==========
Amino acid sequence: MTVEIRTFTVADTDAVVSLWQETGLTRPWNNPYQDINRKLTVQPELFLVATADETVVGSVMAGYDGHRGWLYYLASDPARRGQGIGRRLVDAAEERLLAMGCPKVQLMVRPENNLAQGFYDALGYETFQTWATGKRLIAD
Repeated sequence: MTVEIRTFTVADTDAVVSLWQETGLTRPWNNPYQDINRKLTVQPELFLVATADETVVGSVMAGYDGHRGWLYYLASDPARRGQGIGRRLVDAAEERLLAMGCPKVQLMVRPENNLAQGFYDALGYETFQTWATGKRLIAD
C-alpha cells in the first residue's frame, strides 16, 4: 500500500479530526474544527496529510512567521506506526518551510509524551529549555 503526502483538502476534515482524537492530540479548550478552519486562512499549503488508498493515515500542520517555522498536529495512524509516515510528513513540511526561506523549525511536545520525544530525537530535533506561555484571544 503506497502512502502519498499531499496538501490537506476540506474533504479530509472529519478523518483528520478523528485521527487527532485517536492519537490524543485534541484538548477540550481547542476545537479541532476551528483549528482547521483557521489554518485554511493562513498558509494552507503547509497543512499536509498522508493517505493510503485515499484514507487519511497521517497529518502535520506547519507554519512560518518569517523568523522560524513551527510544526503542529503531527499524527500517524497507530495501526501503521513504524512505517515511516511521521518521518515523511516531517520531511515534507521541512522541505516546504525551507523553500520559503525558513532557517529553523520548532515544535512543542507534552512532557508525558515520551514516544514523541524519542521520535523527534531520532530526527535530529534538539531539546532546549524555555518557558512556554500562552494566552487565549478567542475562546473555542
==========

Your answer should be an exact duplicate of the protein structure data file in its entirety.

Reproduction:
Amino acid sequence: MTVEIRTFTVADTDAVVSLWQETGLTRPWNNPYQDINRKLTVQPELFLVATADETVVGSVMAGYDGHRGWLYYLASDPARRGQGIGRRLVDAAEERLLAMGCPKVQLMVRPENNLAQGFYDALGYETFQTWATGKRLIAD
Repeated sequence: MTVEIRTFTVADTDAVVSLWQETGLTRPWNNPYQDINRKLTVQPELFLVATADETVVGSVMAGYDGHRGWLYYLASDPARRGQGIGRRLVDAAEERLLAMGCPKVQLMVRPENNLAQGFYDALGYETFQTWATGKRLIAD
C-alpha cells in the first residue's frame, strides 16, 4: 500500500479530526474544527496529510512567521506506526518551510509524551529549555 503526502483538502476534515482524537492530540479548550478552519486562512499549503488508498493515515500542520517555522498536529495512524509516515510528513513540511526561506523549525511536545520525544530525537530535533506561555484571544 503506497502512502502519498499531499496538501490537506476540506474533504479530509472529519478523518483528520478523528485521527487527532485517536492519537490524543485534541484538548477540550481547542476545537479541532476551528483549528482547521483557521489554518485554511493562513498558509494552507503547509497543512499536509498522508493517505493510503485515499484514507487519511497521517497529518502535520506547519507554519512560518518569517523568523522560524513551527510544526503542529503531527499524527500517524497507530495501526501503521513504524512505517515511516511521521518521518515523511516531517520531511515534507521541512522541505516546504525551507523553500520559503525558513532557517529553523520548532515544535512543542507534552512532557508525558515520551514516544514523541524519542521520535523527534531520532530526527535530529534538539531539546532546549524555555518557558512556554500562552494566552487565549478567542475562546473555542